Also known as: Sputum culture
- Aspiration pneumonia
- Atypical mycobacterial infection
- Atypical pneumonia
- Coccidioidomycosis; acute (primary) pulmonary
- Coccidioidomycosis; chronic pulmonary
- Coccidioidomycosis; disseminated
- Disseminated tuberculosis (infectious)
- Histoplasmosis; acute (primary) pulmonary
- Histoplasmosis; chronic pulmonary
- Hospital-acquired pneumonia
- Mycoplasma pneumonia
- Pulmonary aspergilloma (mycetoma)
- Pulmonary aspergillosis; invasive type
- Pulmonary tuberculosis
- Viral pneumonia
Routine sputum culture is a test of secretions from the lungs and bronchi (tubes that carry air to the lung) to look for bacteria that cause infection.
How the test is performed
You will cough deeply and spit any sputum into a sterile cup. The sputum is then taken to the laboratory. There, it is placed in a special substance (medium) under conditions that allow the bacteria or fungi to grow.
How to prepare for the test
Drinking a lot of water and other fluids the night before the test may help to get the sample.
How the test will feel
You will need to cough. Sometimes the health care provider will tap on the chest to loosen deep sputum. There may be a steam-like mist to inhale to help you cough up the sample.
Why the test is performed
The culture is done on the sputum to help identify the bacteria that are causing an infection in the lungs or airways (bronchi).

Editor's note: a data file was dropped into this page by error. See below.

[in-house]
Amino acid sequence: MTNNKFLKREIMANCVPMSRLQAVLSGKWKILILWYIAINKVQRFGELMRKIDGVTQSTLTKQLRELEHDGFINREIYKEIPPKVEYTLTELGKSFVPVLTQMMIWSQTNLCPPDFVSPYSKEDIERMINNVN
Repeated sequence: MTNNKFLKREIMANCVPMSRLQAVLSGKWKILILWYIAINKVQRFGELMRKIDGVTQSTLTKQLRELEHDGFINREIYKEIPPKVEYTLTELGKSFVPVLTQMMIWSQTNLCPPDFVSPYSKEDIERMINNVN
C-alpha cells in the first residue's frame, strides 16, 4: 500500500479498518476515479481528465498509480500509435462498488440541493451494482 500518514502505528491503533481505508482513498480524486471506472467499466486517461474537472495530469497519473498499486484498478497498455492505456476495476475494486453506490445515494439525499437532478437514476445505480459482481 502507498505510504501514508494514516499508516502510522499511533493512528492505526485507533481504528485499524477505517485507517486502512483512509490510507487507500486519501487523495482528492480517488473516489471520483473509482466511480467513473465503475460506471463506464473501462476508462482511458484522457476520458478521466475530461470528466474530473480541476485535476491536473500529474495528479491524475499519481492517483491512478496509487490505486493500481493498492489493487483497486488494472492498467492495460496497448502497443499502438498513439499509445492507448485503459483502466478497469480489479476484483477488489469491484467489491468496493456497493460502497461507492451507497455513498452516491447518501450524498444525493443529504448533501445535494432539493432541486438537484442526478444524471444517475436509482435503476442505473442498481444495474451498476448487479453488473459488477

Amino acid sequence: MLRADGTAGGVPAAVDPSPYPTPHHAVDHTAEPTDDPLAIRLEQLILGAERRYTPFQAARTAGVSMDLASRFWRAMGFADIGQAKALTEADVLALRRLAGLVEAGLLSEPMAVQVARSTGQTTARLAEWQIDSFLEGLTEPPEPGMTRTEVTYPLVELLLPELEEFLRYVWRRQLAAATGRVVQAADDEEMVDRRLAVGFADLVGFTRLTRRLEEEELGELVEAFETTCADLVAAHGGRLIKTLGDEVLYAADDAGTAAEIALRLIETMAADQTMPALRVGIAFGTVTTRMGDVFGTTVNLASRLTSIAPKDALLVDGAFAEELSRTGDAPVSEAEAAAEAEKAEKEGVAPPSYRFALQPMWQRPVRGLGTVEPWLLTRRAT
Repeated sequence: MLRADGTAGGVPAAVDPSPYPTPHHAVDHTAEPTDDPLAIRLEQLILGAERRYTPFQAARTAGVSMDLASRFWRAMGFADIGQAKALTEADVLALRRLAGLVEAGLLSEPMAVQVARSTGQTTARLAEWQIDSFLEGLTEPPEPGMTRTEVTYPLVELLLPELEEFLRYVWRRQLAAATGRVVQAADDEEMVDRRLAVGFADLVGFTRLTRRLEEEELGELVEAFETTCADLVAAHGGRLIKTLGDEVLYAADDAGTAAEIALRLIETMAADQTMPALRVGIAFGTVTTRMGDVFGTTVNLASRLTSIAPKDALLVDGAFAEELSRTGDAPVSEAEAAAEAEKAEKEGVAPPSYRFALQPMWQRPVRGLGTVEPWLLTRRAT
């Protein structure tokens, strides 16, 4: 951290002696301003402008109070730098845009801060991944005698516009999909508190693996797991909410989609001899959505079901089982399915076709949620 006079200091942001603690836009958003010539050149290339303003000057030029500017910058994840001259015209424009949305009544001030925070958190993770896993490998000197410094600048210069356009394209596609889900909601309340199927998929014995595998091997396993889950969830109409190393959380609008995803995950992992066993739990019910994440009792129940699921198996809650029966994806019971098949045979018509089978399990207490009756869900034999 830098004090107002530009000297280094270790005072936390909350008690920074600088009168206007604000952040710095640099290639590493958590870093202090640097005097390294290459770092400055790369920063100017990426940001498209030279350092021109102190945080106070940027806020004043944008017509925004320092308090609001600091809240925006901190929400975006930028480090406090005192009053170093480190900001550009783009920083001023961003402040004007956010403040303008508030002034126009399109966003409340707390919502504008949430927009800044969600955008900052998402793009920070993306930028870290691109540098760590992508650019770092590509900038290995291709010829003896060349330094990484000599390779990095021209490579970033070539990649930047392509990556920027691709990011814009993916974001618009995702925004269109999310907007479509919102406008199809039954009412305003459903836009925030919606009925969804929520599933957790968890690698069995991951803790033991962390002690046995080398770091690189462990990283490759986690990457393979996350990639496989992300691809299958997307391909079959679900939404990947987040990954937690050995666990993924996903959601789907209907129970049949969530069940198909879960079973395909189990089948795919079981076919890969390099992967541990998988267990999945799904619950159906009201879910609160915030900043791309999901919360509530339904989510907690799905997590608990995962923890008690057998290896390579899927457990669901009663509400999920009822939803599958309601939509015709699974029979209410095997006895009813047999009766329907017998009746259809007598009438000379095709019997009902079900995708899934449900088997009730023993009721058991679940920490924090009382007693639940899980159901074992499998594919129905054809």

In a normal sputum sample there will be no disease-causing organisms present.
What abnormal results mean
If the sputum sample is abnormal, the results are called "positive." Identifying disease-producing organisms may help diagnose:
Other conditions under which the test may be performed:
What the risks are
There are no risks with this method of obtaining a sample.
- Review date:
- October 15, 2009
- Reviewed by:
- Daniel Levy, MD, Infectious Disease, Maryland Family Care, Lutherville, MD. Review provided by VeriMed Healthcare Network. Also reviewed by David Zieve, MD, MHA, Medical Director, A.D.A.M., Inc.
The information provided herein should not be used during any medical emergency or for the diagnosis or treatment of any medical condition. A licensed medical professional should be consulted for diagnosis and treatment of any and all medical conditions. Call 911 for all medical emergencies. Links to other sites are provided for information only -- they do not constitute endorsements of those other sites. © 1997- 2008 A.D.A.M., Inc. Any duplication or distribution of the information contained herein is strictly prohibited.